Learning About Giving

Students love field trips, and I do too. Visits have to be meaningful though, not just a fun day off from school. When planning trips, one needs to ask what  the children learning from the experience. There are many reasons to leave the classroom. A few include, extending the curriculum, participating in authentic learning, and being exposed to new ideas and resources.

I’ve always appreciated the size and scope of the Bill and Melinda Gates Foundation, but until this year, didn’t know that they had a visitor’s center adjacent to their headquarters here in Seattle. If you are ever in Seattle, I highly recommend a visit. It’s only about a 7 minute walk from the Space Needle, and it’s free. Our second grade classes visited last week.

The center is divided into 5 main areas:

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Voices

Hear voices from around the world and see portraits of our foundation family—employees, grantees, partners, beneficiaries, and our co-chairs.

Family & Foundation

Find out why and how the Gates family started this foundation, see examples of how we work around the world, and tell others what you’d do if you had your own foundation.

Partnerships

Discover how our partners are making progress on tough problems globally and locally, and weigh in on newsworthy issues.

Theater

Watch and listen to a rotating program of short videos offering a deeper perspective on our work.

Innovation & Inspiration

Solve real-world problems using your own best skills, and learn more about how people just like you are making a difference every day.

My favorite (and I think the children’s) was the innovation and inspiration area. The entire visitor’s center is designed to be interactive, but we could have spent hours in this particular room. Children are asked to think outside the box to design solutions to some of our problems. They also had several examples of products in the field on display such as shelter boxes and filtered drinking straws. They even had prototypes of items like Soccket, a soccer ball that captures energy during play. Enough to light an LED for a few hours or charge small batteries. The foundation pointed out that they weren’t the inventors of these innovations, but supported efforts like these to further their mission.

One of the neat features of this interactive room was that the children’s ideas or creations were displayed and shared instantly on large walls alongside ideas from previous visitors.

One of the other rooms emphasized partnerships. That while one person may have a brilliant idea and can have an incredible impact, it takes teamwork to achieve many of our goals. Our tour ended with our docent asking the children what they would do if they had a foundation. It was great to hear students come up with ideas that were outside the scope of the Gates Foundation, like animal welfare.

Before our visit, our class had a great discussion about needs and wants. The class agreed that basic needs included water, food, and shelter.

They had a harder time deciding at what time in one’s life one could care for themselves. They decided it could be both a need and want depending on the context. The other two topics that students grappled with were education and health. Several students had solid reasons why they were needs, wants, or somewhere in between.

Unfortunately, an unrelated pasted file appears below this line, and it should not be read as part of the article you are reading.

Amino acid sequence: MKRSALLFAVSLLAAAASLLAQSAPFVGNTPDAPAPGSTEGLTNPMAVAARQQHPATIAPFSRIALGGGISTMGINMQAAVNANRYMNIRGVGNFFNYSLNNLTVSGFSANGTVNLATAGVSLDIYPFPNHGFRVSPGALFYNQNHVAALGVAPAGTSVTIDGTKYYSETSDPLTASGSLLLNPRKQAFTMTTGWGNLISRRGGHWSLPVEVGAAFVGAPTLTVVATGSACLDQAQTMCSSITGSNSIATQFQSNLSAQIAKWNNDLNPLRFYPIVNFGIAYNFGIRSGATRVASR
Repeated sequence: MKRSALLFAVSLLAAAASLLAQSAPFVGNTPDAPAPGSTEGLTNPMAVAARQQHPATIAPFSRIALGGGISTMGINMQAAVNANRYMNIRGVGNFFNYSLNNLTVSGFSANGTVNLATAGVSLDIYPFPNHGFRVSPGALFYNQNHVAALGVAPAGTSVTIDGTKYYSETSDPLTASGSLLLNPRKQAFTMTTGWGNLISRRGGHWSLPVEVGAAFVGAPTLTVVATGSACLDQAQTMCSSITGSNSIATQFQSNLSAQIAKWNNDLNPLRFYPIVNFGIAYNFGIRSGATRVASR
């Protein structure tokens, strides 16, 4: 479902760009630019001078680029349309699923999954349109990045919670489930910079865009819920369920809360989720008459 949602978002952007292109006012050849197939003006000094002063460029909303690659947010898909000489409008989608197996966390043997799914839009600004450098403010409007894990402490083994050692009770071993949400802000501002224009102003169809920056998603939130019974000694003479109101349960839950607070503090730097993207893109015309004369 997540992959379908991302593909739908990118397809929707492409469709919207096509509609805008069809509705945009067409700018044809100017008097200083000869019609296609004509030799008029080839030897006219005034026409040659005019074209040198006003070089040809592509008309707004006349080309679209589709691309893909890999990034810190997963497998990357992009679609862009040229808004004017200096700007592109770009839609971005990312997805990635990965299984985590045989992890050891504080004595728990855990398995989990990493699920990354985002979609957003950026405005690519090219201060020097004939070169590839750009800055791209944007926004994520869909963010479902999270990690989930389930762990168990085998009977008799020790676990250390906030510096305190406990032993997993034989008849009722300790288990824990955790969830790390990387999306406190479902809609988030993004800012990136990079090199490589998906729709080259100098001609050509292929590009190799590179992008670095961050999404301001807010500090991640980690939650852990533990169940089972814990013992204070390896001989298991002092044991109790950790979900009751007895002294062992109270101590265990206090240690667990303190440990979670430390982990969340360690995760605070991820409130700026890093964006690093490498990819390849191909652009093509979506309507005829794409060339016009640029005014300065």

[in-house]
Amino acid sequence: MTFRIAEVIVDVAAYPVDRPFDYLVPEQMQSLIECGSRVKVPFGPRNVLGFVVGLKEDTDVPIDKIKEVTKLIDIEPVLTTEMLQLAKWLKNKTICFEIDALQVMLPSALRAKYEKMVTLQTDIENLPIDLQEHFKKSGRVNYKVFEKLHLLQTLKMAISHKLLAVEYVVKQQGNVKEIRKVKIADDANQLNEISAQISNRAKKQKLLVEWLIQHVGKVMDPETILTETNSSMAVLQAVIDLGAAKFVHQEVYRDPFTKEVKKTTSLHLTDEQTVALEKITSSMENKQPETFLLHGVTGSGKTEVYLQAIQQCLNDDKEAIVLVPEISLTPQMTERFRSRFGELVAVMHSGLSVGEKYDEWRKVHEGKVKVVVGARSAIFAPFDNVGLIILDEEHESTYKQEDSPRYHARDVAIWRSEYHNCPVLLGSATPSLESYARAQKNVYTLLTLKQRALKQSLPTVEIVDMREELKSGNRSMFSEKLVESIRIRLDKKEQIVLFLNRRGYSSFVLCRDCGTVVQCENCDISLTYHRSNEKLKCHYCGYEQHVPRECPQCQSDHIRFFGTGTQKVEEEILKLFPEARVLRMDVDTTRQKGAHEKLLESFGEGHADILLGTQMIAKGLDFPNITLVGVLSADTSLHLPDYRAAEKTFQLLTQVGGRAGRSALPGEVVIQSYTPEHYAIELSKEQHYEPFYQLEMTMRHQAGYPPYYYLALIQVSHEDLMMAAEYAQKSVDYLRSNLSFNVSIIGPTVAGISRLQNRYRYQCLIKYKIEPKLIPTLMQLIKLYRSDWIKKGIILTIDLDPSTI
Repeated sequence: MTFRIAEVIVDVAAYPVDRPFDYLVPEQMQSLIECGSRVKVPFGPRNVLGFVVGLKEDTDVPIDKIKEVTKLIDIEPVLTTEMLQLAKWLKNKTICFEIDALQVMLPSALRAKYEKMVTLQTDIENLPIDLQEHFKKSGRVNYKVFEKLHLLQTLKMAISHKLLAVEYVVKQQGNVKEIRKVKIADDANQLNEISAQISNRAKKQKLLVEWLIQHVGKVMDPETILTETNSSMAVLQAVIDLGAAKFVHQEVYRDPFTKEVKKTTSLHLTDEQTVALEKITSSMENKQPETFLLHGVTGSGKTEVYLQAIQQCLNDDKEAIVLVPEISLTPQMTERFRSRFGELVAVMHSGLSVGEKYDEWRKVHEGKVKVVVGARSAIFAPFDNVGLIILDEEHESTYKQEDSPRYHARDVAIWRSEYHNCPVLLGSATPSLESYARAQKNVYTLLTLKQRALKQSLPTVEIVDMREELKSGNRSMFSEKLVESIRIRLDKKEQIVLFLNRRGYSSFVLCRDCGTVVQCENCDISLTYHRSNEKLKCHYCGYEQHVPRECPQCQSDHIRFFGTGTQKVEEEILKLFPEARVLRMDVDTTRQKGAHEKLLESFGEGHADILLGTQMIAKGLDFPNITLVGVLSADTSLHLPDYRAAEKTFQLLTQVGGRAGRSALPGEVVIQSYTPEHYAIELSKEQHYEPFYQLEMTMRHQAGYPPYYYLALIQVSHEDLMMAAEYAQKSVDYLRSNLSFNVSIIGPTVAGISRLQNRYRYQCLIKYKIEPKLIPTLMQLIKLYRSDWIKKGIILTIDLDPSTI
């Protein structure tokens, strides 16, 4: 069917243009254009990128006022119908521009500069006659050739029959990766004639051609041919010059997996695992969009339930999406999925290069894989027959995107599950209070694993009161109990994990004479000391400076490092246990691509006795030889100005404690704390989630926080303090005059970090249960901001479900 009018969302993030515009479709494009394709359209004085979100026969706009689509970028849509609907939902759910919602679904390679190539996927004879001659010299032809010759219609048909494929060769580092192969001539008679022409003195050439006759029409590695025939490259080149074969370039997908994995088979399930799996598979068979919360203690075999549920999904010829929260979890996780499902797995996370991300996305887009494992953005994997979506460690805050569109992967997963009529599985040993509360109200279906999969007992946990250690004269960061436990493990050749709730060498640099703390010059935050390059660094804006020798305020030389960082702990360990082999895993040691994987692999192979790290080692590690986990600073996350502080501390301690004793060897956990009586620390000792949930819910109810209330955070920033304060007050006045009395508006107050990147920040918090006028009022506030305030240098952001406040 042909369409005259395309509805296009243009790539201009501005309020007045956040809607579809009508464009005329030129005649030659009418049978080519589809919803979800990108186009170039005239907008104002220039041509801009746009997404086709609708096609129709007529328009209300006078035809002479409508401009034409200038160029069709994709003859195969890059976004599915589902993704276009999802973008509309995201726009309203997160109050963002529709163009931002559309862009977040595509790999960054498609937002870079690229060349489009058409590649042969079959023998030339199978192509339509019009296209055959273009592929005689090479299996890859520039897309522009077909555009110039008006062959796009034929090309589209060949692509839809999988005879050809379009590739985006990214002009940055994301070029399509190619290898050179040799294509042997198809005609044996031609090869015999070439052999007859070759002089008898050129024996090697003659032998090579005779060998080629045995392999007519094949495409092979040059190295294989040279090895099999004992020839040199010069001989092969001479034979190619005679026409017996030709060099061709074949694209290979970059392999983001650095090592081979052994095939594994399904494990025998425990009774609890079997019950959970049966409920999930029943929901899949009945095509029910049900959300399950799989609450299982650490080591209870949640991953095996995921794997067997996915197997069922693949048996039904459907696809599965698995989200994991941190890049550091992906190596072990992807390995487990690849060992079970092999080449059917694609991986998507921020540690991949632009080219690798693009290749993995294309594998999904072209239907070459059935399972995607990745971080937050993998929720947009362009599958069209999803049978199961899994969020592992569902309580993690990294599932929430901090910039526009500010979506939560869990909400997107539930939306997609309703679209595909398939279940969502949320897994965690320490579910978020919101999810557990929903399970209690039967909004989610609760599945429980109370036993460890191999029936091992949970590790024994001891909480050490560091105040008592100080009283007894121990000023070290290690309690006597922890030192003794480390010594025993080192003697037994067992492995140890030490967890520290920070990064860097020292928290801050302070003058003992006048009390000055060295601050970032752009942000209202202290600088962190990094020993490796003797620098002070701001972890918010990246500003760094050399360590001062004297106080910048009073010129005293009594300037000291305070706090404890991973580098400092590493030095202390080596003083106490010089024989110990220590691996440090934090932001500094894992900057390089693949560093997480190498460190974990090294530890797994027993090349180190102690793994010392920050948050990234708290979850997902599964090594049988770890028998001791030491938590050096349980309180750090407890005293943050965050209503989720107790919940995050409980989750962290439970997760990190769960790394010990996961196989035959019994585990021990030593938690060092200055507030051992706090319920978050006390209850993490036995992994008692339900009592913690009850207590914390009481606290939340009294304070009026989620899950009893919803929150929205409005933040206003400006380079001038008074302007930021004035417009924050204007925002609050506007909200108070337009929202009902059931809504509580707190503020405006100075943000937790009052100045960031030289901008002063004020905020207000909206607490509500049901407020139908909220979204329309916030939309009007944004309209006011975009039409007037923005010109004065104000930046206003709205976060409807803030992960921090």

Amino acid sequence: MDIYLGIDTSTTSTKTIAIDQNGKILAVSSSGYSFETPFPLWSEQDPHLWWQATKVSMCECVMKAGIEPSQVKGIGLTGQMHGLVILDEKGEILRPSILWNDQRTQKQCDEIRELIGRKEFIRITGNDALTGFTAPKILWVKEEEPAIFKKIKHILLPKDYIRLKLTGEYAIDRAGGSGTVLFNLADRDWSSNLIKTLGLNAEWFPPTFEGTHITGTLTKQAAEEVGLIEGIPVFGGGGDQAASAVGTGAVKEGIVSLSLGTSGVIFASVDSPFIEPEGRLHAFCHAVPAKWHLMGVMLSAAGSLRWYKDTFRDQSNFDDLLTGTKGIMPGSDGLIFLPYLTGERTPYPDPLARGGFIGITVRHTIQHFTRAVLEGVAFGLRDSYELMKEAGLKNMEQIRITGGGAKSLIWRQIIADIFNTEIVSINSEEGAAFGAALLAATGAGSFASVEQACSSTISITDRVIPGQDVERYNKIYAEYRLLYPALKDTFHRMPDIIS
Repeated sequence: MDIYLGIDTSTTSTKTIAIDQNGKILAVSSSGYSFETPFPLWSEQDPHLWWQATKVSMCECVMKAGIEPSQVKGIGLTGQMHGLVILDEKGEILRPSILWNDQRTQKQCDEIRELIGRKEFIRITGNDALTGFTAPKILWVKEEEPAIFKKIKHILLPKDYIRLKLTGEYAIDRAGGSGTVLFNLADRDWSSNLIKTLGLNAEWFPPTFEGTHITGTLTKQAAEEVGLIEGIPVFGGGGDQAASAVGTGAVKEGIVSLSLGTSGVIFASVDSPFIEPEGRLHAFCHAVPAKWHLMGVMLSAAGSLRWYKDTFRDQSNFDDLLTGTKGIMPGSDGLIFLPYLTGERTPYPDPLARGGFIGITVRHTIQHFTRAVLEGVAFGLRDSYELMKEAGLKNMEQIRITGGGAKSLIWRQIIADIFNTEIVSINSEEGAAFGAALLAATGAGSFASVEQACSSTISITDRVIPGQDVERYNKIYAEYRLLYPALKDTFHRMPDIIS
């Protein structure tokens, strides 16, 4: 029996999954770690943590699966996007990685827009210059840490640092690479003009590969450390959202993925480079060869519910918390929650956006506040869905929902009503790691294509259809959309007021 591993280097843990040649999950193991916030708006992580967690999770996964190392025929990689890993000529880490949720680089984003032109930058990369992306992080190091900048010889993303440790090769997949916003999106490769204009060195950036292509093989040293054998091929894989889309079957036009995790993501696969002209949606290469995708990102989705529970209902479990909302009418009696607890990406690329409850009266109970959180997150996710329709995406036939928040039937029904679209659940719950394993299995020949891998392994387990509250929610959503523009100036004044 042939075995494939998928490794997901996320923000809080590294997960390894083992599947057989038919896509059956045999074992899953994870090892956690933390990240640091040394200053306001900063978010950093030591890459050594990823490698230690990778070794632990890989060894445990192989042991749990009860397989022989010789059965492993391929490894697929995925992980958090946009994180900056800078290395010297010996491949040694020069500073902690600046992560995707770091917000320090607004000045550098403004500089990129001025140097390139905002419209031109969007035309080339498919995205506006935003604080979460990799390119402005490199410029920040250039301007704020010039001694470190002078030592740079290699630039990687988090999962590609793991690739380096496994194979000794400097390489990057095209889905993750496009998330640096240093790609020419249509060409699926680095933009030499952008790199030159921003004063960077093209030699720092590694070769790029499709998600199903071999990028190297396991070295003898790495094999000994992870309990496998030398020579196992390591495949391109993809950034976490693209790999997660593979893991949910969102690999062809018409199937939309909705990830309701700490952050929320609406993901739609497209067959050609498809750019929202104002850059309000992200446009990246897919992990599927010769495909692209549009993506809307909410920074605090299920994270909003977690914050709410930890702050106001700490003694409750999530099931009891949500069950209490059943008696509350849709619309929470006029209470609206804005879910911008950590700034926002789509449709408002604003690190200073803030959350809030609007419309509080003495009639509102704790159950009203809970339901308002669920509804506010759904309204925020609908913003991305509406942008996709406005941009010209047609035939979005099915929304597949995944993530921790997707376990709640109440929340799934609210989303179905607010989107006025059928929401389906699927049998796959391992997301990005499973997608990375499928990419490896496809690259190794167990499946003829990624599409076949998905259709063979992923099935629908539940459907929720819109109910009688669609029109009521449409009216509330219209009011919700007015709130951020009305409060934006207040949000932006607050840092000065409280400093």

We involve our students in service in many ways such as helping one another in our own classrooms, partnering with students outside our classroom, planting trees in a city park, and packing food at a local feeding center. Helping children see beyond themselves is not always easy, especially in 2nd grade, and some of these ideas come from the adults around them. It’s extremely powerful, however, when service learning ideas come from the students themselves. Hopefully, this visit inspired a few and planted some seeds that will help serve our immediate and global communities.

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Is the “App Gap” the Next Achievement Gap?

What is too much screen time? An article in today’s nytimes tries to address some of the concerns, as well as point to the divide that some are saying is the next achievement gap.

I’m a huge proponent of technology, but if you visit my classroom, you may see me or my students using it as a tool from time to time. More often than not, we are usually more engaged in the physical world around us rather than the virtual one. Screen time is concern that many parents and teachers grapple with.

Like everything, technology has to be meaningful and purposeful, it needs to be used as a tool that helps with learning, and it has to be limited.

When thinking about how kids use technology, it should promote critical thinking (Do they know how to analyze their search results, or do they just trust the first thing that Bing or Google produce?). It should promote responsibility (Are they using it to learn?). It should also promote digital citizenry (Are they leaving a digital footprint that may help someone else?). Kids should be producing things more than consuming them. Students should always be asking more questions. Children should also be engaged by their curiosity.